'RED': A High-Brow Spy Caper
Ever wonder what happens to CIA assassins after they retire? Screenwriters (and brothers) Jon and Erich Hoeber decided to find out, to hilarious effect.
“RED” is one of those rare movies that fulfills the expectations of its genre while delivering a unique twist. This action movie/spy thriller is also a character study of some aging spooks, driven by the character of Frank Moses (Bruce Willis), who longs to experience a bit of a “normal” life.
But what makes this film special is that it is genuinely funny, and not in a silly or snarky way. The humor comes from the mix of crazy situations and charming characters rather than from clever dialog.
The director sets the tone early, introducing each of the many locales used with a postcard that morphs into the first scene in that city. It’s clear from the start you are beginning a fun and colorful adventure.
When we first meet former CIA assassin Frank Moses, he’s leading a quiet, dull life, trying to integrate himself into middle-class society. When he notices all his neighbors on the street have put up Christmas decorations, he does the same. But he doesn’t really fit in, of course, as his neighbors are about to find out in spectacular fashion.
Frank has also developed a bit of a crush on his case officer at the VA benefits office, Sarah (Mary-Louise Parker). He plans to meet her, but his past intervenes, and soon Frank and Sarah are off on an adventure neither saw coming.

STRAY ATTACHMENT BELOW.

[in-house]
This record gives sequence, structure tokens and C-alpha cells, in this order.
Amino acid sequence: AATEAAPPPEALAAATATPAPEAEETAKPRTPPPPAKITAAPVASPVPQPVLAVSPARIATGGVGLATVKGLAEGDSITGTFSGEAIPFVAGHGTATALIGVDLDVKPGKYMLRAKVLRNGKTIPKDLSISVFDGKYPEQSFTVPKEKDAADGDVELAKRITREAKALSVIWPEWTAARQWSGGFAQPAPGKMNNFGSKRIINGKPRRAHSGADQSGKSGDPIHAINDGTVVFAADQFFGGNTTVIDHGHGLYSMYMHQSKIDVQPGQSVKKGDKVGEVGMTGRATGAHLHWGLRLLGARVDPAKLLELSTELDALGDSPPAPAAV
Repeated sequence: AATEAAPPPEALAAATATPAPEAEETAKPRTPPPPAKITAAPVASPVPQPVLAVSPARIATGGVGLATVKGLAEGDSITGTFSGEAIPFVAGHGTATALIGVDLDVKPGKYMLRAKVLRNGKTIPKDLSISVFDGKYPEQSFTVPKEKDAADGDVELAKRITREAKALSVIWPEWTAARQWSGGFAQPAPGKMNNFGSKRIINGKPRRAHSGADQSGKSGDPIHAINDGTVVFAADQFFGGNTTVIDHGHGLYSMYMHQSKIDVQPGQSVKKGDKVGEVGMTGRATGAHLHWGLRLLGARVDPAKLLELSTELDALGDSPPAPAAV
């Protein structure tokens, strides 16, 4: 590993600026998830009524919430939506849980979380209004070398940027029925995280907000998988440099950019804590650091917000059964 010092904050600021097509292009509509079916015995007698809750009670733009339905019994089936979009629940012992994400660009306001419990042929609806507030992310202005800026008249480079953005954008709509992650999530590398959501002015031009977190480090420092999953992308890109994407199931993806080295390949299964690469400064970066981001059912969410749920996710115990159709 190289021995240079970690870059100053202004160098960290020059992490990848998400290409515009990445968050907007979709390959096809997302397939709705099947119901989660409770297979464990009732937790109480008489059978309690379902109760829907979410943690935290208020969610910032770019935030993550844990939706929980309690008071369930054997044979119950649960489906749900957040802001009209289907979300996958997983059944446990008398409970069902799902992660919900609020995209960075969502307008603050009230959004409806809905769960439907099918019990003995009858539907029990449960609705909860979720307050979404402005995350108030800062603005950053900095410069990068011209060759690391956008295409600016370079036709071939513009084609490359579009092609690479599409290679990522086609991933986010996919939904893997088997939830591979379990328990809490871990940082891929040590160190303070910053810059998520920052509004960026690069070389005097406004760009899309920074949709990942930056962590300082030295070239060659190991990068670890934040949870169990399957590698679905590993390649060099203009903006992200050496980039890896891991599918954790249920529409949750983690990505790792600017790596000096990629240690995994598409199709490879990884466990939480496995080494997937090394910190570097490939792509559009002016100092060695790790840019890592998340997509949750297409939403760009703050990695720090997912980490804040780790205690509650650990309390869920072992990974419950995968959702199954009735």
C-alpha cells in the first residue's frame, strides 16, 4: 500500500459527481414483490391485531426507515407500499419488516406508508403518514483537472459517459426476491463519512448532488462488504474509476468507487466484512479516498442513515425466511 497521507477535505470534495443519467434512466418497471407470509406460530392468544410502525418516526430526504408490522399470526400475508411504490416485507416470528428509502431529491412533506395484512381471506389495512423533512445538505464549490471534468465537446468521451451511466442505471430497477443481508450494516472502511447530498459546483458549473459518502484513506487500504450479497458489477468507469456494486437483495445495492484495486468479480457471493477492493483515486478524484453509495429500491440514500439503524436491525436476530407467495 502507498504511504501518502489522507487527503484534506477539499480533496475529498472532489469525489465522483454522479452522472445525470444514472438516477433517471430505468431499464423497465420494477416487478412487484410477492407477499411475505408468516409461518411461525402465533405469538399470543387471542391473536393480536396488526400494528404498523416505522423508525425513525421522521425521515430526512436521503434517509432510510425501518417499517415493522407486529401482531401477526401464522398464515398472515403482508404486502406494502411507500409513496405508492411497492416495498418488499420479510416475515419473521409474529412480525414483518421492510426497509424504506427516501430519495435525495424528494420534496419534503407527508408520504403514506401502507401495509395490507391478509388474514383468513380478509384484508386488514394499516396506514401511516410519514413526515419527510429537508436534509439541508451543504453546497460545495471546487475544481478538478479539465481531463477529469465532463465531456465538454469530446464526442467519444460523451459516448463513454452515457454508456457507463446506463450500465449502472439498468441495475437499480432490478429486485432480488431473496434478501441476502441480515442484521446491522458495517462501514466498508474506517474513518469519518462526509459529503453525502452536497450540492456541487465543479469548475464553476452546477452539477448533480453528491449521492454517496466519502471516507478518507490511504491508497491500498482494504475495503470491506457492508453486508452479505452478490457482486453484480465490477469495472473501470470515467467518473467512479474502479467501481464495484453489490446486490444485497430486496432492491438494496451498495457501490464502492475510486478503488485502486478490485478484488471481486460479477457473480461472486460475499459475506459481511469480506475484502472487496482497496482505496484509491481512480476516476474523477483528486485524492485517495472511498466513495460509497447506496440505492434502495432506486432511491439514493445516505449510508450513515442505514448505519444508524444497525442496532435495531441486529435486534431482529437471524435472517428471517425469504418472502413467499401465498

Frank is soon aided by fellow assassins Joe (Morgan Freeman), a former CIA experimentee named Marvin (John Malkovich), and the beautiful Victoria (Helen Mirren) as Frank seeks to discover who is trying to kill him and why.
And this is perhaps why the film works so well. These actors are fun individually, but when you mix them together, the humor increases.
The film also pits the older spooks against their arrogant younger successors, with somewhat, though not entirely, predictable results. But as the travelogue postcards hint from the beginning, it’s not the destination, but the journey, that matters.
The plot is a bit thin, but to me, that wasn’t the point. I wasn’t looking for a thoughtful, complex, “Rubicon”-like conspiracy, and I didn’t get one. But I did get more than the usual action flick fare, with a few delightful twists along the way.
I loved the mix of outrageousness and banality. There was minimal reliance on James Bond-ish gadgetry, but simple items, like police cars and handguns, do some unbelievable things! Some of the hijinks are pure movie magic, while other sequences are scarily believable.
The actors, and their unique deliveries of their parts of the story, are what sell this film.
Malkovich is at his kooky best. Mirren is lovely and deadly. Willis is surprisingly vulnerable, for an assassin. Parker is giddy but resourceful under fire. And you can’t help but smile at the effervescence of 93-year-old Ernest Borgnine as the keeper of the most secret history.
“RED” was inspired by a DC Comic of that name that had a very short run, but the writers essentially borrowed the background of the main character and re-imagined the rest. So if you were a fan of the comic, this is a very different story.
There are several good movies playing right now that I really enjoyed. “The Social Network” was intellectually intriguing, as was Stone's “Wall Street” sequel. “Secretariat” was inspiring. But “RED” was simply the most fun, and given the serious issues we're facing right now as a country, for me, it provided the most complete escape, however momentarily.
So even if you’re not normally a fan of the spy genre, hop on and let “RED” take you for a spin. Trust me, you’ll enjoy the ride.
Lisa Pease is a historian and writer who specializes in the mysteries of the John F. Kennedy era. She's also a movie buff.
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